24 Marshfield Ave, Humarock, MA 02047, USA
Owned By: Town of Scituate
Scituate Town Beach property, accessible through Marshfield. Sandy in the summer, rocky in the winter, Humarock is a barrier beach, 3 miles in length. On one side is the Atlantic Ocean, and on the other side is the South River. There is a launch ramp in the town parking lot, but a Scituate beach sticker is required to park there, and it requires a 250-foot portage over sand and cobble.
Each year, Scituate sells a limited number of non-resident beach stickers, for Humarock, and for “all access.” For more information, call (781) 545-8718, or visit the town website.
A common belief is that the name “Humarock” derives from “Humming Rocks” (referring to the crash of the surf). However historical records suggest that the origin of the name lies in the word “hummock,” i.e. a hill near a marsh. As early as 1732, town records refer to the Fourth Cliff area as “Hummock Flats” and other variants. The Scituate town map of 1879 labels the peninsula south of Fourth Cliff as “Shore Hummock.” The shoreline of Humarock is characterized by the presence of innumerable roughly fist-sized, smooth, flattened rocks and these were even more prevalent before the Blizzard of ’78. The name “Hummock Rock-beach” became “Humarock Beach” and finally “Humarock”.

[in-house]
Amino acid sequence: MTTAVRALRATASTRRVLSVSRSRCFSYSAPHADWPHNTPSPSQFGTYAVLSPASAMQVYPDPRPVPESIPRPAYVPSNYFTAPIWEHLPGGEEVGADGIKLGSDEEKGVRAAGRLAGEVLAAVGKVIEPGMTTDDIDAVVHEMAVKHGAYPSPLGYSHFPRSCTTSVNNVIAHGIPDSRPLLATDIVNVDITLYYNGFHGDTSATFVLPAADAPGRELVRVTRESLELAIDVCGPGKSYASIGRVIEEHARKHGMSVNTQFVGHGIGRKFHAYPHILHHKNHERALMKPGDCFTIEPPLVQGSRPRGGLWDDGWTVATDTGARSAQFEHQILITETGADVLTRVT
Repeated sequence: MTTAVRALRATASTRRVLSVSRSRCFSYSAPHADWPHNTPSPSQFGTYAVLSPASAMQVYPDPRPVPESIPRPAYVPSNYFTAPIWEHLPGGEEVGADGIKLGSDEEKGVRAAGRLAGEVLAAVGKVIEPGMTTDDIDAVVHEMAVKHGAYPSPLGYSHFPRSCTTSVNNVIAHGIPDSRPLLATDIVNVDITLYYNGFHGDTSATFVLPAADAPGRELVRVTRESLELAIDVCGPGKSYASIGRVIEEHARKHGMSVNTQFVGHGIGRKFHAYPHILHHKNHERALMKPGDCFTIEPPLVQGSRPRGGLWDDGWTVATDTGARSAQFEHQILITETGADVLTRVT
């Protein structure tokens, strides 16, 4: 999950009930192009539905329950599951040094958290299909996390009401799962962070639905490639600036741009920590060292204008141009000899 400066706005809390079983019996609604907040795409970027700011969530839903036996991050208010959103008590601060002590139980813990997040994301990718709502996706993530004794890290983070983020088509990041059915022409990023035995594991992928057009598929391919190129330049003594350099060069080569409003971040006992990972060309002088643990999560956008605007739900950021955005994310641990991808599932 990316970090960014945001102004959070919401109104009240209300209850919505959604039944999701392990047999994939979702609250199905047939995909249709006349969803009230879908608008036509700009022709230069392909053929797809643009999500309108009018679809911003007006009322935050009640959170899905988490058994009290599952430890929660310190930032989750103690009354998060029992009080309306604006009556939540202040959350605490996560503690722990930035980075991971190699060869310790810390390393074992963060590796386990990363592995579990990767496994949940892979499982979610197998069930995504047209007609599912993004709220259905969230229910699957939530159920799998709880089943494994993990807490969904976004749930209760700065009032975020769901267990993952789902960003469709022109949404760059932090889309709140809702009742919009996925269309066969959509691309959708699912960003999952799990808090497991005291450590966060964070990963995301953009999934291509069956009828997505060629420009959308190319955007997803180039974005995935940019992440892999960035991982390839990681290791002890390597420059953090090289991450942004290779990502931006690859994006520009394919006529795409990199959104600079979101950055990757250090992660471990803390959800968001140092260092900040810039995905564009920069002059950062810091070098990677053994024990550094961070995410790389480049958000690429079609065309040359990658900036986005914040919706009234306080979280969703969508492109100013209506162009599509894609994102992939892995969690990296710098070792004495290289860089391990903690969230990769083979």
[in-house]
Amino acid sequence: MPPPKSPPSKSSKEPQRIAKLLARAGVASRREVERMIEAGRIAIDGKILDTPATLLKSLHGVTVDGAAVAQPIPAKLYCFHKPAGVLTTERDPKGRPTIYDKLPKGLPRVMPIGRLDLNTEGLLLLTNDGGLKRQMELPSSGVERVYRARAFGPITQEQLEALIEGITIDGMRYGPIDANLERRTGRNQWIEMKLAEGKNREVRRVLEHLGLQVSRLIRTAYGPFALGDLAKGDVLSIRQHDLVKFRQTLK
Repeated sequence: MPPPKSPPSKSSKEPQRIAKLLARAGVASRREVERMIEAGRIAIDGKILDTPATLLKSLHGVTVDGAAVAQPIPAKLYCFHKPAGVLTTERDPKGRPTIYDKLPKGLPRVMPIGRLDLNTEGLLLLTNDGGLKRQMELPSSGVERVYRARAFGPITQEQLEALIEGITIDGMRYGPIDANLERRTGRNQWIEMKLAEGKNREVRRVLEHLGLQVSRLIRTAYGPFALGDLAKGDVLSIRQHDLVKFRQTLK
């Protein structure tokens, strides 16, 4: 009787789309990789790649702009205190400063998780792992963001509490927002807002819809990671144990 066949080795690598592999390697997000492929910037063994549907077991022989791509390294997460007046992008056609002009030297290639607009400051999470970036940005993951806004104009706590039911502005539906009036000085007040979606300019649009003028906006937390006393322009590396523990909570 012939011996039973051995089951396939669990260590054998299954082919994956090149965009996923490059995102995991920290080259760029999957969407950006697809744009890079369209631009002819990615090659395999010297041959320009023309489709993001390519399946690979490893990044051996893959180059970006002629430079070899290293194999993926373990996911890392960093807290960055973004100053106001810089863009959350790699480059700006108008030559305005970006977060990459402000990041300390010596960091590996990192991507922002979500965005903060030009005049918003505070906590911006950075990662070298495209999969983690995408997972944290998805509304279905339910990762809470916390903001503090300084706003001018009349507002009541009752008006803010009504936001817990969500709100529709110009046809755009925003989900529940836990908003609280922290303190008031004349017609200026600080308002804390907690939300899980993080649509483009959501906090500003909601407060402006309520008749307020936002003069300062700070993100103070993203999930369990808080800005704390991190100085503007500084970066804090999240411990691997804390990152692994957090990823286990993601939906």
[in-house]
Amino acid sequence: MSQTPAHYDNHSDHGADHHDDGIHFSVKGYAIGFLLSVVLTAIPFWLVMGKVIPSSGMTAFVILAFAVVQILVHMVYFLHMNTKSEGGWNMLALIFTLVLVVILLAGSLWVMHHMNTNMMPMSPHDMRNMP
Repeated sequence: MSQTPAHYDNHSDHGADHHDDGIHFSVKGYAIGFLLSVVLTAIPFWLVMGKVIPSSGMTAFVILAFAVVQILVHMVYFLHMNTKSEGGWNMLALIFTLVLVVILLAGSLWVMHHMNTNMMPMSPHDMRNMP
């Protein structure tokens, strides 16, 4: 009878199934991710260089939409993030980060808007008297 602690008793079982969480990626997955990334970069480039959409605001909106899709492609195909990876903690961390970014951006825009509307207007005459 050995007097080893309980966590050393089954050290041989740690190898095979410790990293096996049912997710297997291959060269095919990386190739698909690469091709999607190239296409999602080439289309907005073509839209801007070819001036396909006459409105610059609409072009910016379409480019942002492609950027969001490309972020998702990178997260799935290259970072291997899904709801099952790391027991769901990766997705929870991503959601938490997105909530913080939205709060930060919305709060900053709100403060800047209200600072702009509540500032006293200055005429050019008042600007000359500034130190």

Humarock is a narrow peninsula, about 3 miles long. Have you ever wondered why it is part of Scituate, not Marshfield? It’s not attached by land to Scituate. It’s actually contiguous with Marshfield – by land, via the Rexhame Dunes. (It’s also attached to Marshfield by two bridges, on Sea Street, and on Julian Street.)
Before 1898, the mouth of the North River sat at the southern end of Humarock, near present-day Rexhame Beach in Marshfield. The site of the current mouth between Third and Fourth Cliffs was then a narrow barrier beach. On November 26 and 27, 1898, a Nor’easter known as the Portland Gale struck the New England coastline. It is remembered particularly for wreaking havoc on the South Shore and Cape Cod. Named after one of over 100 ships that were wrecked during the course of the storm, the Portland Gale claimed more than 400 lives in under 24 hours. It is considered to be New England’s worst maritime disaster ever, with widespread destruction of homes, railroad tracks, sea walls and bridges.